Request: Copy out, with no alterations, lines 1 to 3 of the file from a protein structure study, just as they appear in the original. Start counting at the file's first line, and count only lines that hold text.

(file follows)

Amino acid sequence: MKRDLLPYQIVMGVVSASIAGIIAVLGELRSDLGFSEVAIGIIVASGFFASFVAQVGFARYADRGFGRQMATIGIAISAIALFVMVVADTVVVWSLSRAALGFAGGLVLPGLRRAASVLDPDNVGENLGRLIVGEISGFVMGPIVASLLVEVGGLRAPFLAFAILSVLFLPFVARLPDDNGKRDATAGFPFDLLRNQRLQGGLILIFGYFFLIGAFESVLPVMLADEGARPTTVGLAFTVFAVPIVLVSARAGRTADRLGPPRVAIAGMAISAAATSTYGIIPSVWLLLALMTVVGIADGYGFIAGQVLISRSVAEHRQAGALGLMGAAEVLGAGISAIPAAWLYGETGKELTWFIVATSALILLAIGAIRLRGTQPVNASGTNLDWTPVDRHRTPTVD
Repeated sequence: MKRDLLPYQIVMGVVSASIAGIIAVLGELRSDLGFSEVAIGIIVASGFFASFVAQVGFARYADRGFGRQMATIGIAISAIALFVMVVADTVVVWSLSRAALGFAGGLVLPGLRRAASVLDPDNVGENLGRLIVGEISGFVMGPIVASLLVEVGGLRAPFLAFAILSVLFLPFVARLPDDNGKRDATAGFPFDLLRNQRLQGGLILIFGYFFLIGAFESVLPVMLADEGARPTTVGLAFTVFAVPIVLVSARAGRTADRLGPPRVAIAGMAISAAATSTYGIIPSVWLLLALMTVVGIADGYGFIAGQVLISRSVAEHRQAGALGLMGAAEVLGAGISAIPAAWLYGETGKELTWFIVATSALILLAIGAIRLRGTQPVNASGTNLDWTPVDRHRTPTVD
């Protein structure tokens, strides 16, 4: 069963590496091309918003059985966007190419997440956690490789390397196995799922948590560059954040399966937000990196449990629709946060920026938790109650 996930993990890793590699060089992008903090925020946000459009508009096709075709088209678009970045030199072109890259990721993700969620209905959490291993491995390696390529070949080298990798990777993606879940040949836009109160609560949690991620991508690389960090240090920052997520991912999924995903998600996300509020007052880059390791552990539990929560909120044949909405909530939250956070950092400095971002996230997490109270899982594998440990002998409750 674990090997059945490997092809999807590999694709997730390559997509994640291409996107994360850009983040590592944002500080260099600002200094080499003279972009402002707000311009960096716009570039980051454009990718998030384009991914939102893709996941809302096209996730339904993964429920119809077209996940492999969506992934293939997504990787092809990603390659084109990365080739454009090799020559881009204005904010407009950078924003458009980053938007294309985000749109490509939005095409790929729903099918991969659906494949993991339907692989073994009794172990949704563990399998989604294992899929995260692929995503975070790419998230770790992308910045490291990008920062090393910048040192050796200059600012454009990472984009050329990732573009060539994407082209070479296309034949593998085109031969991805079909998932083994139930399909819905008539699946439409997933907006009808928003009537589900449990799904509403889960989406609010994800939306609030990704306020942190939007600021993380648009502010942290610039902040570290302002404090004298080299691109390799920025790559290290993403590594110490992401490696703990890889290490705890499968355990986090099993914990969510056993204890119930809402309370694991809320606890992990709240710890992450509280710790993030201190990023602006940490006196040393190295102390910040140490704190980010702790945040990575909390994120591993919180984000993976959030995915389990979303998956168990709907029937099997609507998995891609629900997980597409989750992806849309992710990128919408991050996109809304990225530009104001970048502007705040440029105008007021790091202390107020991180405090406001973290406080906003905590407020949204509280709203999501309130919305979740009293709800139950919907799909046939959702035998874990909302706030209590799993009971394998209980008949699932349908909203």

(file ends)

Amino acid sequence: MKRDLLPYQIVMGVVSASIAGIIAVLGELRSDLGFSEVAIGIIVASGFFASFVAQVGFARYADRGFGRQMATIGIAISAIALFVMVVADTVVVWSLSRAALGFAGGLVLPGLRRAASVLDPDNVGENLGRLIVGEISGFVMGPIVASLLVEVGGLRAPFLAFAILSVLFLPFVARLPDDNGKRDATAGFPFDLLRNQRLQGGLILIFGYFFLIGAFESVLPVMLADEGARPTTVGLAFTVFAVPIVLVSARAGRTADRLGPPRVAIAGMAISAAATSTYGIIPSVWLLLALMTVVGIADGYGFIAGQVLISRSVAEHRQAGALGLMGAAEVLGAGISAIPAAWLYGETGKELTWFIVATSALILLAIGAIRLRGTQPVNASGTNLDWTPVDRHRTPTVD
Repeated sequence: MKRDLLPYQIVMGVVSASIAGIIAVLGELRSDLGFSEVAIGIIVASGFFASFVAQVGFARYADRGFGRQMATIGIAISAIALFVMVVADTVVVWSLSRAALGFAGGLVLPGLRRAASVLDPDNVGENLGRLIVGEISGFVMGPIVASLLVEVGGLRAPFLAFAILSVLFLPFVARLPDDNGKRDATAGFPFDLLRNQRLQGGLILIFGYFFLIGAFESVLPVMLADEGARPTTVGLAFTVFAVPIVLVSARAGRTADRLGPPRVAIAGMAISAAATSTYGIIPSVWLLLALMTVVGIADGYGFIAGQVLISRSVAEHRQAGALGLMGAAEVLGAGISAIPAAWLYGETGKELTWFIVATSALILLAIGAIRLRGTQPVNASGTNLDWTPVDRHRTPTVD
């Protein structure tokens, strides 16, 4: 069963590496091309918003059985966007190419997440956690490789390397196995799922948590560059954040399966937000990196449990629709946060920026938790109650 996930993990890793590699060089992008903090925020946000459009508009096709075709088209678009970045030199072109890259990721993700969620209905959490291993491995390696390529070949080298990798990777993606879940040949836009109160609560949690991620991508690389960090240090920052997520991912999924995903998600996300509020007052880059390791552990539990929560909120044949909405909530939250956070950092400095971002996230997490109270899982594998440990002998409750 674990090997059945490997092809999807590999694709997730390559997509994640291409996107994360850009983040590592944002500080260099600002200094080499003279972009402002707000311009960096716009570039980051454009990718998030384009991914939102893709996941809302096209996730339904993964429920119809077209996940492999969506992934293939997504990787092809990603390659084109990365080739454009090799020559881009204005904010407009950078924003458009980053938007294309985000749109490509939005095409790929729903099918991969659906494949993991339907692989073994009794172990949704563990399998989604294992899929995260692929995503975070790419998230770790992308910045490291990008920062090393910048040192050796200059600012454009990472984009050329990732573009060539994407082209070479296309034949593998085109031969991805079909998932083994139930399909819905008539699946439409997933907006009808928003009537589900449990799904509403889960989406609010994800939306609030990704306020942190939007600021993380648009502010942290610039902040570290302002404090004298080299691109390799920025790559290290993403590594110490992401490696703990890889290490705890499968355990986090099993914990969510056993204890119930809402309370694991809320606890992990709240710890992450509280710790993030201190990023602006940490006196040393190295102390910040140490704190980010702790945040990575909390994120591993919180984000993976959030995915389990979303998956168990709907029937099997609507998995891609629900997980597409989750992806849309992710990128919408991050996109809304990225530009104001970048502007705040440029105008007021790091202390107020991180405090406001973290406080906003905590407020949204509280709203999501309130919305979740009293709800139950919907799909046939959702035998874990909302706030209590799993009971394998209980008949699932349908909203």